In 1789, when the newly created House of Representatives debated the proposed First Amendment to the Bill of Rights, two sentiments were predominant in regard to its clauses on religion: the necessity of impartiality on the part of government, and the protection of the individual. James Madison initially supported a version of the First Amendment that protected “equal rights of conscience,” understood as a right applying to both religion and moral beliefs. But the House concluded that the Establishment Clause and protection of the individual’s exercise of religious freedom were sufficient. When these are viewed along with their sister clauses guaranteeing freedom of speech, press, assembly, and petitioning, it is clear that all of the amendment’s principles are related to freedom of expression, freedom for any act that involves imbibing or distributing ideas.
Thus, the First Amendment and its core principles are inextricably linked to the idea that all information should be unrestricted, that dialogue should be openly fostered, and that no mere statement should be considered taboo enough to be banned. The Supreme Court has, however, repeatedly recognized that the Framers intended to permit small exceptions which allowed freedom of expression to be curtailed.
Chaplinsky v. New Hampshire resulted in a judicial understanding that “fighting words”-- meaning words that tend to incite violence or breach of the peace or that are, by their nature, an injury to the person they are spoken to--are not protected under the free-speech guarantee. In addition, several landmark decisions have upheld restrictions on lewd and obscene speech, although occasionally questionably. By and large, freedom of nearly all expression is a universally acknowledged principle of American jurisprudence. Culturally, however, Americans are increasingly challenging that principle.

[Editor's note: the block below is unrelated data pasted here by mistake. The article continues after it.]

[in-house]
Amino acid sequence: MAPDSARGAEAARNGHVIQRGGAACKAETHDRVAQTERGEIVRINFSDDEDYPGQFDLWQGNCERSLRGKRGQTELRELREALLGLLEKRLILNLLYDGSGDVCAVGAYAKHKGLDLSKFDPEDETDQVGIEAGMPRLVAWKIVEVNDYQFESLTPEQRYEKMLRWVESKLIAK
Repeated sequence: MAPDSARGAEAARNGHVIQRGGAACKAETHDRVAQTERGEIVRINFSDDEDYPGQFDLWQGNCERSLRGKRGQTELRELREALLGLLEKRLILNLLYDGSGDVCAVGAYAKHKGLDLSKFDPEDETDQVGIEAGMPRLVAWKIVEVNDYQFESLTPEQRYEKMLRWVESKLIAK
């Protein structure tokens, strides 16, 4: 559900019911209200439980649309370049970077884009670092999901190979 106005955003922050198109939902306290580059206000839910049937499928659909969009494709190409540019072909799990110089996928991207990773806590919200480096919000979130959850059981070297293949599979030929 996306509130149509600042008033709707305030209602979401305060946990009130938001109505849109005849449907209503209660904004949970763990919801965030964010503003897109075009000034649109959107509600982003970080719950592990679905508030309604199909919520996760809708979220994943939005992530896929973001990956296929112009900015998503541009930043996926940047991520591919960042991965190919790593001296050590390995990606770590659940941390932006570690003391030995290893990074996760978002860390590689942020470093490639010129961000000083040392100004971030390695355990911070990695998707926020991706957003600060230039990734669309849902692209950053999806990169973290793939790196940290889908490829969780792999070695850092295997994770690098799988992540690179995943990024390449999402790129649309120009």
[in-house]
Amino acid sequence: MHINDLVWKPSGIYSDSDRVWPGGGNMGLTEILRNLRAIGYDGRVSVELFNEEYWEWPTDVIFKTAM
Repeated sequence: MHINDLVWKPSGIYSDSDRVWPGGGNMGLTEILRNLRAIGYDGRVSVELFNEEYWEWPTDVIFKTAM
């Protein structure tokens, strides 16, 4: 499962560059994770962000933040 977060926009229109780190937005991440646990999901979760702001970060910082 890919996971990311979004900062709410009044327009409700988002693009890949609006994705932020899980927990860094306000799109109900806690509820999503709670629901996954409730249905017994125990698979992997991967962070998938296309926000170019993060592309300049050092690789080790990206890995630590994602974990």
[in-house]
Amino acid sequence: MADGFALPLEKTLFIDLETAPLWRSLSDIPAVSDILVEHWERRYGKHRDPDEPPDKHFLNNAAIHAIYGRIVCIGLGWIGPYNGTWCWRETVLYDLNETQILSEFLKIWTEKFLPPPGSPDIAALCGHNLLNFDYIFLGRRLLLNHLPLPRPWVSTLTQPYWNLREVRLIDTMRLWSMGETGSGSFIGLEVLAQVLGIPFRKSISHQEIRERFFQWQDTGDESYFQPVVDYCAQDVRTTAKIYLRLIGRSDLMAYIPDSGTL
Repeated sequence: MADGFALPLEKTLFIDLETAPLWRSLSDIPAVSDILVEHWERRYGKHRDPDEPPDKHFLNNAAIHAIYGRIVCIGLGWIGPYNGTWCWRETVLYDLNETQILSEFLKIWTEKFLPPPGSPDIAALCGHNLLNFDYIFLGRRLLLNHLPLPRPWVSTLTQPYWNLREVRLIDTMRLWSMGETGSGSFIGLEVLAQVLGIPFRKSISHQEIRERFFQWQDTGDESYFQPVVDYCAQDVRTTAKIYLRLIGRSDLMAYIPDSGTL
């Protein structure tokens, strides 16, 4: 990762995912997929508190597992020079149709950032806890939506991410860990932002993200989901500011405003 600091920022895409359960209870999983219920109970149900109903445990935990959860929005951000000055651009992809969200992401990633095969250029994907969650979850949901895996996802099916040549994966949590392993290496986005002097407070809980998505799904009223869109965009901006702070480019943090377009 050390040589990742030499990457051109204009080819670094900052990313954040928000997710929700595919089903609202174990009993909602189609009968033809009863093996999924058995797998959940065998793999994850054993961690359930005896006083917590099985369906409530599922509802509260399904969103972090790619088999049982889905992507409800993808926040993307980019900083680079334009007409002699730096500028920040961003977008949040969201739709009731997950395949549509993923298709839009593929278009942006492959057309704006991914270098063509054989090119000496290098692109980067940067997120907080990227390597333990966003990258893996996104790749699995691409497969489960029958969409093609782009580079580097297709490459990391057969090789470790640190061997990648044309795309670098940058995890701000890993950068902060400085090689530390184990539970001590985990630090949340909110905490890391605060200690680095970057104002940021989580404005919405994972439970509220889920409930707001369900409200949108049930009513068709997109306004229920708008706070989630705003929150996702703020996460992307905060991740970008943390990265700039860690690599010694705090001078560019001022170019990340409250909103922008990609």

Today, some opinions that others strongly disagree with are denounced as hate speech worthy of social, academic, and even legal punishment. But alleged hate speech is not cited as an exception in the Bill of Rights, and the Supreme Court has repeatedly refused to allow the banning of any such speech that was not directly connected with fighting words. Although we should acknowledge the existence of real hate speech, and agree that it does not reflect well upon Americans who use it, it is nonetheless true that the advocacy of some policies and ideas is too often labeled as hate speech by their opponents in order to build more opposition to them. This is a familiar and effective strategy--since who, other than a few extremists, would want to support something considered racist?
It is clear to me that the trend toward frequently labeling ideas as hate speech for political gain is a volatile and dangerous one, and an affront to the beliefs of the Founding Fathers. It is startling to see how often accusations of hate speech can endanger free speech and thought. After all, to control what individuals express is to control, to some extent, what they think. Aleksandr Solzhenitsyn brilliantly reflected upon this in his work, in direct reaction to the totalitarian Soviet state under which he suffered. The poignant and even terrifying reality is that a polity that does not desire widespread individual rights to the expression of joy and discontent, agreement and dissent, and that does not encourage differing viewpoints, is a polity that is no longer free. I ask you: do you want to remain free?